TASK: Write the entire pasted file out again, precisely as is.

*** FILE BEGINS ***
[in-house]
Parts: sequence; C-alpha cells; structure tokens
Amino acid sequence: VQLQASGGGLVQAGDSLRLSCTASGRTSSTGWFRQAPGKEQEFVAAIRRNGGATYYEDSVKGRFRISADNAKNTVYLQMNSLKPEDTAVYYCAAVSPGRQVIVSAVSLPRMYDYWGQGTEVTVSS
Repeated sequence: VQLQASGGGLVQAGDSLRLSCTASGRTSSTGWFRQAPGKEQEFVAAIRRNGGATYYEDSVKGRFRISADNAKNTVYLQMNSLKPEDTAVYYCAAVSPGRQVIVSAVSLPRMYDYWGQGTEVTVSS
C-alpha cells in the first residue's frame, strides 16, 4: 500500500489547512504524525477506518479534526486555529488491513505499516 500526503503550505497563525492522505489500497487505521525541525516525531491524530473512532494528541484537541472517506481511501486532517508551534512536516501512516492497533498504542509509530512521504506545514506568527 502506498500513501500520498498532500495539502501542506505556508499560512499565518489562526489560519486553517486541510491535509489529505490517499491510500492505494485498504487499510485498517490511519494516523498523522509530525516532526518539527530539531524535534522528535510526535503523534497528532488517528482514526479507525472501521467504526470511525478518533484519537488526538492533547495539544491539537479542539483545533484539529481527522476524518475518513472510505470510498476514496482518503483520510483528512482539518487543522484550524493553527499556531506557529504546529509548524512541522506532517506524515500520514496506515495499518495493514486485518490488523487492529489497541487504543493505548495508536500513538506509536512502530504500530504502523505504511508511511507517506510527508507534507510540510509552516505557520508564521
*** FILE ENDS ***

[in-house]
Parts: sequence; C-alpha cells; structure tokens
Amino acid sequence: VQLQASGGGLVQAGDSLRLSCTASGRTSSTGWFRQAPGKEQEFVAAIRRNGGATYYEDSVKGRFRISADNAKNTVYLQMNSLKPEDTAVYYCAAVSPGRQVIVSAVSLPRMYDYWGQGTEVTVSS
Repeated sequence: VQLQASGGGLVQAGDSLRLSCTASGRTSSTGWFRQAPGKEQEFVAAIRRNGGATYYEDSVKGRFRISADNAKNTVYLQMNSLKPEDTAVYYCAAVSPGRQVIVSAVSLPRMYDYWGQGTEVTVSS
C-alpha cells in the first residue's frame, strides 16, 4: 500500500489547512504524525477506518479534526486555529488491513505499516 500526503503550505497563525492522505489500497487505521525541525516525531491524530473512532494528541484537541472517506481511501486532517508551534512536516501512516492497533498504542509509530512521504506545514506568527 502506498500513501500520498498532500495539502501542506505556508499560512499565518489562526489560519486553517486541510491535509489529505490517499491510500492505494485498504487499510485498517490511519494516523498523522509530525516532526518539527530539531524535534522528535510526535503523534497528532488517528482514526479507525472501521467504526470511525478518533484519537488526538492533547495539544491539537479542539483545533484539529481527522476524518475518513472510505470510498476514496482518503483520510483528512482539518487543522484550524493553527499556531506557529504546529509548524512541522506532517506524515500520514496506515495499518495493514486485518490488523487492529489497541487504543493505548495508536500513538506509536512502530504500530504502523505504511508511511507517506510527508507534507510540510509552516505557520508564521